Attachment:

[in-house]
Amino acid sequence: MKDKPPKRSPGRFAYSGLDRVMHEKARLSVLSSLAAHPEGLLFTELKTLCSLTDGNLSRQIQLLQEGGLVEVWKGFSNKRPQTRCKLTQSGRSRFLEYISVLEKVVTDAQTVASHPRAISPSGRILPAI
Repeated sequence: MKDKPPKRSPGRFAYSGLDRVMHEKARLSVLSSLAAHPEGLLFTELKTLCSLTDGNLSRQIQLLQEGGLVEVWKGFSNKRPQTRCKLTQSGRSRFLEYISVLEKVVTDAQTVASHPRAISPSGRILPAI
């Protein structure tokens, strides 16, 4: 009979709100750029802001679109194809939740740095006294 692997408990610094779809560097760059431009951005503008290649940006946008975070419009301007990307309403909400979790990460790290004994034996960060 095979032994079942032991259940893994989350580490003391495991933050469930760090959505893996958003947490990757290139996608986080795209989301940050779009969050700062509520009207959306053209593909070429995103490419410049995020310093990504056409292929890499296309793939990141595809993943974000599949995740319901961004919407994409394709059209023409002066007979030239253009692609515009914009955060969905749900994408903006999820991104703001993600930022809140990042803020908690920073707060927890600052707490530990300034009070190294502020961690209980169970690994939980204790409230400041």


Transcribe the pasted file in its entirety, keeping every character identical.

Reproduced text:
[in-house]
Amino acid sequence: MKDKPPKRSPGRFAYSGLDRVMHEKARLSVLSSLAAHPEGLLFTELKTLCSLTDGNLSRQIQLLQEGGLVEVWKGFSNKRPQTRCKLTQSGRSRFLEYISVLEKVVTDAQTVASHPRAISPSGRILPAI
Repeated sequence: MKDKPPKRSPGRFAYSGLDRVMHEKARLSVLSSLAAHPEGLLFTELKTLCSLTDGNLSRQIQLLQEGGLVEVWKGFSNKRPQTRCKLTQSGRSRFLEYISVLEKVVTDAQTVASHPRAISPSGRILPAI
């Protein structure tokens, strides 16, 4: 009979709100750029802001679109194809939740740095006294 692997408990610094779809560097760059431009951005503008290649940006946008975070419009301007990307309403909400979790990460790290004994034996960060 095979032994079942032991259940893994989350580490003391495991933050469930760090959505893996958003947490990757290139996608986080795209989301940050779009969050700062509520009207959306053209593909070429995103490419410049995020310093990504056409292929890499296309793939990141595809993943974000599949995740319901961004919407994409394709059209023409002066007979030239253009692609515009914009955060969905749900994408903006999820991104703001993600930022809140990042803020908690920073707060927890600052707490530990300034009070190294502020961690209980169970690994939980204790409230400041």